TIP OF THE MONTH
“Grief is a natural response to loss. It’s the emotional suffering you feel when something or someone you love is taken away” (Smith, 2014).
Grieving is a personal and highly individual experience. How you grieve depends on many factors, including your personality and coping style, your life experience, your faith, and the nature of the loss. The grieving process takes time. Healing happens gradually; it can’t be forced or hurried—and there is no “normal” timetable for grieving. Some people start to feel better in weeks or months. For others, the grieving process is measured in years. Whatever your grief experience, it’s important to be patient with yourself and allow the process to naturally unfold (Miller, 2001).
Here are some helpful tips to guide you in dealing with your grief:
- “Talk about your loss with friends, family or a professional. Grief is a process, not an event.
- Grief is work, requiring time and energy. The memories, meanings and fulfilled needs provided by the lost loved one take time to work through.
- Let yourself enter the emotions of grief. Grievers tend naturally to avoid the painful emotions. Losing someone close to you means you deserve to allow yourself to feel all your emotions - sadness, anger, intense longing, guilt and others.
- Resume your life but leave time and space for grieving. Life marches on for the living. But try to resist the temptation to “throw yourself” into work or other diversions.
- Take care of yourself. You have been wounded. Something very valuable and dear has been taken away from you. Give yourself time and space to begin healing. Get enough rest. Eat nourishing food. Give yourself a break.
- Resist the temptation to use alcohol or drugs to numb your pain. These can interfere with the grieving process by delaying it or covering it up.
- If you have any religious inclination, consider contacting your place of worship. All religions recognize that grievers need special help. Consider taking advantage of these services even if you have not been attending regularly. You will not be turned away.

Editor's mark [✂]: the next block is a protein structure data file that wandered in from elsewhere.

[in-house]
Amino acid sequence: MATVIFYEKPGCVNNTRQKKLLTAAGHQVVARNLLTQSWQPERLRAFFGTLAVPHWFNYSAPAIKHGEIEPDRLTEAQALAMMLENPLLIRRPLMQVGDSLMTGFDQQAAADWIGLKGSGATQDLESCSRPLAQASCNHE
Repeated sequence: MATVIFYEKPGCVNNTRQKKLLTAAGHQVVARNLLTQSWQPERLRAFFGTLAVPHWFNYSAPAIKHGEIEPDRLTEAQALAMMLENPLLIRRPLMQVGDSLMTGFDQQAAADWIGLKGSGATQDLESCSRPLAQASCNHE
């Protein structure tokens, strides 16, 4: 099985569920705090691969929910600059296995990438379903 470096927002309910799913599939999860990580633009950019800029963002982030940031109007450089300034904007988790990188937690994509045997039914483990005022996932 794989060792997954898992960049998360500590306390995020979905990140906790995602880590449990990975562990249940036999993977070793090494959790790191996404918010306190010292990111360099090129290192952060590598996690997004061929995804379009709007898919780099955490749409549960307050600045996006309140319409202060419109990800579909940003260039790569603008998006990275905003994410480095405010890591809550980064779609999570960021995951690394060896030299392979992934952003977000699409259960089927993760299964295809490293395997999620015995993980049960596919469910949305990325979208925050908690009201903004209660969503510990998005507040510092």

- Don’t neglect your own health. Grieving puts a heavy burden of stress on your body. It can disturb sleep patterns, lead to depression, weaken your immune system, and worsen medical problems that had been stable.
- Get help for severe or persistent depression. Someone once said: “grief is not a disease but it can become one.” Grief can lead to serious depression. Consider getting professional help if you feel overwhelmed, hopeless, or helpless. Other signs of depression can include sleep impairment (too little or too much), appetite or weight change, low energy, difficulty concentrating, and feeling listless or agitated.
- Be patient. The grieving process often includes setbacks. Don’t expect to set an “I’ll be over it” deadline and succeed. Often, grieving resumes after a time, sometimes even months or years. Reminders can trigger a flood of emotions. Don’t be surprised if this happens, and don't consider it a sign of weakness. Instead, your psyche is telling you more grief work needs to be done.
- Create your own memorial service. Celebrate their lifetime accomplishments, values, and principles. Consider carrying the torch of a cause they believed in as a memorial. Start a scholarship, plant a garden, or make a donation in their name.” (Smith, 2014)
The grieving process has run its course when you feel weary of rehashing events and memories and finally accept the fact the your loved one can remain with you only in spirit. For some, the process never really ends; it just gets easier over time. You will know you are ready to move forward when you feel you can reinvest the energy once invested in your loved one in a new place (Miller, 2001).
- Miller, Mark D., M.D. "Good Help." Good Grief Center. Good Grief Center for Bereavement Support, Sept. 2001. Web. 01 Oct. 2014.
- Smith, Melinda, M.A., and Jeanne Segal, Ph.D. "Coping with Grief and Loss." : Understanding the Grieving Process. Helpguide.org, n.d. Web. 30 Sept. 2014.
~ Brianna Miller ‘16
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